Very nice ideas in this topic! I'd love a thin client on my phone, so I can use it without connectivity... What about this variation on the theme, which has some issues, but also the advantage of being much easier/faster to implement:
* the user has some coins on a Internet accessible system. It could be a web wallet or a self-hosted service. I would prefer to host my own, it doesn't need to be a complicated thing, just a bitcoind with a simple and secure web interface, maybe also free redirector for people behind NAT-s. Let's call this https://paymesomebtc.com/ovidiusoft/
* the user also has the thin client on his smartphone. No keys, no btc stored on it!
* the user has a shared secret with the thick system (a pin, a password...).
I see the payment as going like this:
* user walks to the cashier, scans the store QR code (bitcoin address) with his phone.
* user enters the amount and the shared secret
* phone app generates a QR code which will redirect to https://paymesomebtc.com/ovidiusoft/DATABLOCK
. DATABLOCK contains the receiving address and the amount and will be encrypted with the shared secred.
* cashier scans the code, gets redirected to a very simple page that says: "Press OK to send X amount to address Y" (or "No funds available"). He presses OK, a transaction is made.
The system is not perfect, of course. Some problems:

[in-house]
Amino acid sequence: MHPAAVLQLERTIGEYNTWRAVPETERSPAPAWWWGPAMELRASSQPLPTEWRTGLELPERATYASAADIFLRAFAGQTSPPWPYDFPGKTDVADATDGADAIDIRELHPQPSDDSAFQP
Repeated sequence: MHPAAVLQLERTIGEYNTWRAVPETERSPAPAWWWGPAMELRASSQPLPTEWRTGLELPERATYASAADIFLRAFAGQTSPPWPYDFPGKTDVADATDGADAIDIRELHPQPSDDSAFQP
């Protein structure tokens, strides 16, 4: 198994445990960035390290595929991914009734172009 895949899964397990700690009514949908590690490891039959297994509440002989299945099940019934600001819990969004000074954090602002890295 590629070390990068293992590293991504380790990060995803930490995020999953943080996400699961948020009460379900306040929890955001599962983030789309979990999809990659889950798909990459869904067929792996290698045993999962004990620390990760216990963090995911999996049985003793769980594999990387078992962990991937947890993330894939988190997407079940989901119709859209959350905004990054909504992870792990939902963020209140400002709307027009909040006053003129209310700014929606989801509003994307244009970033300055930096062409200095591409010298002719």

* system exposed on the Internet == risks of hacking. Probably not a big issue, if you're dealing with small amounts and it's dead-simple to set up even for dumb users. It should probably be able to punch a hole in the firewall, detect attacks and automagically blacklist IPs. Shouldn't require ANY configuration except the shared secret. Maybe it should be integrated in the standard client as an option "Make X amount available for mobile spending" (which will register a URL and start the local web server).
* encryption strength. The algorithm must be symetrical with simple enough keys, so it would be easy to do a plain text attack on in. A random salt will help, also OTP for the shared secret (via SMS) - when a transaction is requested, the thick client sends a sms to the client's phone. He tells the code to the cashier who can then click on the OK button and validate the transaction.
* QR code size. My phone wasn't capable of reading a version 40 code from https://en.wikipedia.org/wiki/QR_Code#Storage
, so we might have a problem encoding all that data in the URL.
So, what do you think?